“Such assumptions, [of non-uniform search space “links,” “hill climbing optimizations,” etc.] however, are useless when searching to find a sequence of, say, 7 letters from a 26-letter alphabet to form a word that will pass successfully through a spell checker, or choosing a sequence of commands from 26 available commands in an Avida type program to generate a logic operation such as XNOR . With no metric to determine nearness, the search landscape for such searches is binary -- either success or failure. There are no sloped hills to climb. We note that such search problems on a binary landscape are in a different class from those useful for, say, adaptive filters. But, in the context of the NFLT, knowledge of the class in which an optimization problem lies provides active information about the problem.” (Brackets added)
He is basically stating the same thing as the “find a card” example. If you assume that there is a specific organization that will help you find the card without actually knowing for sure, you still have nothing but chance to go on since there may actually be no useful organization at all or out of all possible organizations, the one that you are banking on is such a small possibility that for all practical purposes you still have no better than chance assurance of finding that card.
Dr. Dembski’s quote directly above states the same concept as found within the NFL Theorem as I just quoted a few paras above: “... while most classes of problems will certainly have some structure which, if known, might be exploitable ...; that structure must be known and reflected directly in the choice of algorithm to serve as such a justification [for choice of a particular algorithm]... The simple fact that the P(f) at hand is non-uniform cannot serve to determine one’s choice of optimization algorithm ... Rather effective optimization relies on a fortuitous matching between “f” (optimization problem) and “a” (evolutionary algorithm).” [brackets added]
The above quotes from both the NFL Theorem paper and Dr. Dembski and Marks’ paper state what I have already referred to before – the necessity of using prior knowledge of the search space structure to match search space structure to the correct adaptive algorithm before the search ever begins. The next quote, taken from the conclusion of the paper, states that based on the theorems proved within the paper, it is important that problem-specific knowledge is incorporated into the behavior of the algorithm.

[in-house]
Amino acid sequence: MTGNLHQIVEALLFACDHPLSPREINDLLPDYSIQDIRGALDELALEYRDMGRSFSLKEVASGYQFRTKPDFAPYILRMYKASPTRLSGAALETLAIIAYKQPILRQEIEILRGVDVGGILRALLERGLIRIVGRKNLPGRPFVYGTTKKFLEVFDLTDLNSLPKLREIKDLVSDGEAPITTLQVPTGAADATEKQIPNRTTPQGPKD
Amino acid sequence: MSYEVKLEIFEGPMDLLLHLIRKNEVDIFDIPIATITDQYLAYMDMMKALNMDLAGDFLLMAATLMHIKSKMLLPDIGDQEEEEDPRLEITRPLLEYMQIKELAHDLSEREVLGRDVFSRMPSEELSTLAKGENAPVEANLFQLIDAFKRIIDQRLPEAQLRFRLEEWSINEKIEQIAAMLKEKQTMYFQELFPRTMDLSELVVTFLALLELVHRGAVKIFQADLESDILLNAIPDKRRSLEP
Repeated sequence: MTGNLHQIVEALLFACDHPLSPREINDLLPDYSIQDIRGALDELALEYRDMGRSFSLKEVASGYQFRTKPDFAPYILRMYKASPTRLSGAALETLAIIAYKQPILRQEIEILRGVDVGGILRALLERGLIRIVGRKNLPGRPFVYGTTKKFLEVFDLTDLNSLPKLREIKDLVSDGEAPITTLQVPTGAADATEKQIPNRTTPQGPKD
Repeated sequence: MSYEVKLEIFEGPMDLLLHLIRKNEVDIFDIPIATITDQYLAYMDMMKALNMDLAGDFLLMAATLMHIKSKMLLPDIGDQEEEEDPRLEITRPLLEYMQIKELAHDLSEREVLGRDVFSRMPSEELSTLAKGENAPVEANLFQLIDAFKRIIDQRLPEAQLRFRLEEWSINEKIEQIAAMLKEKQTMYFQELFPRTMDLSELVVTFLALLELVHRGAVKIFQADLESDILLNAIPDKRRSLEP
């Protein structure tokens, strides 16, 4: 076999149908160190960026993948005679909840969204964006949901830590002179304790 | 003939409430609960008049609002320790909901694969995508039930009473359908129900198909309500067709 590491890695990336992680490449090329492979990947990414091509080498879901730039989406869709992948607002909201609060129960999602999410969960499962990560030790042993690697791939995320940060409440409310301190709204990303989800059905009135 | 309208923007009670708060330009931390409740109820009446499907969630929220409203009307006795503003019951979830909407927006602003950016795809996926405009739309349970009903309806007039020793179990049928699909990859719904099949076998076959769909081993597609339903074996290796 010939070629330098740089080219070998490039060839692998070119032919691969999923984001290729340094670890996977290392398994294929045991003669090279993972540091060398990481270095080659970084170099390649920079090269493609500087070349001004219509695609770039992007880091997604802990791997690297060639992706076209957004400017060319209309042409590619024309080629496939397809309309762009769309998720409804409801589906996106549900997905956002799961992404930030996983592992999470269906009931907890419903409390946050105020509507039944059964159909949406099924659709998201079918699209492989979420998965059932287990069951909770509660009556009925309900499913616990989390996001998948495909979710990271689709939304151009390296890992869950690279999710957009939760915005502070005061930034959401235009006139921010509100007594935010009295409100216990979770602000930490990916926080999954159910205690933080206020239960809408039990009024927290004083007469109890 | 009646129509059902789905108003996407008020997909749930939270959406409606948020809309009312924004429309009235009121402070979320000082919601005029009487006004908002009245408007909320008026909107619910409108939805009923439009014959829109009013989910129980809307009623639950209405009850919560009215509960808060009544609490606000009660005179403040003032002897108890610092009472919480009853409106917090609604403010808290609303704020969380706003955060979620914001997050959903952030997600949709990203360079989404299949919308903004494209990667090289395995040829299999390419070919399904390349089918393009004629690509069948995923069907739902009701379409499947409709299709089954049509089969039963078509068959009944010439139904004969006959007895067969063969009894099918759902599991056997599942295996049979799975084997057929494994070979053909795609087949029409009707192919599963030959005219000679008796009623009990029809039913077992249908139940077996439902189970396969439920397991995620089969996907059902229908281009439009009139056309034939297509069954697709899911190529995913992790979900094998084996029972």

“A framework has been presented in which to compare general purpose optimization algorithms. A number of NFL theorems were derived that demonstrate the danger of comparing algorithms by their performance on a small sample of problems. These same results also indicate the importance of incorporating problem specific knowledge into the behavior of the algorithm.”
Now, let’s tie this all together:
1. The algorithms discussed include evolutionary algorithms.
2. The NFL Theorems formally analyse how prior knowledge of the optimization problem needs to be utilized in order to match it with the proper algorithm.
3. In order for evolutionary algorithms to perform better than average over one class of problems, the characteristics of the problem must be known and incorporated into the search algorithm. The exploitable structure of the search space must be known and incorporated into the choice of algorithm. Furthermore, search algorithm must be matched correctly to the optimization problem by utilizing prior knowledge of the problem.
4. Thus, it is important that problem specific information is incorporated into the behavior of the evolutionary algorithm. Therefore, evolutionary search is not blind search and is guided by incorporating prior knowledge of the problem and knowledge of any exploitable structure [within the search space] into the evolutionary algorithm.
IOW, here is an example of what the NFL Theorem is telling us:
I have a shuffled deck of cards. I lay them face down in a row on a table. Before you turn over any cards can you generate a search algorithm (method of search) that will help you find any card at consistently better than chance performance over many trials with the same shuffled deck?
Also, if by chance there just happens to be some type of exploitable search structure, such as after every heart comes a spade, within the arrangement of cards after random shuffling then, before flipping over any cards can you blindly (without knowledge of that specific arrangement) generate a search algorithm that will help you locate any card at consistently better than chance performance over many trials with the same shuffled deck?
IOW, will a blind set of laws (that is, only law and chance) generate, over many trials, consistently better than chance performance?
According to common sense, testing and observation, and NFL Theorems, the answer to the questions above is simply “no.”
Furthermore, the NFL Theorem applies to all searches which result in better than chance performance over many trials. And now I will leave you with a little gem to think about. Convergent evolution is the observation of many separate biological evolutionary trials converging upon the same extremely highly improbable forms and functions and biochemical systems [link].
Seriously, think about it. Drop any prejudice and use some reason here.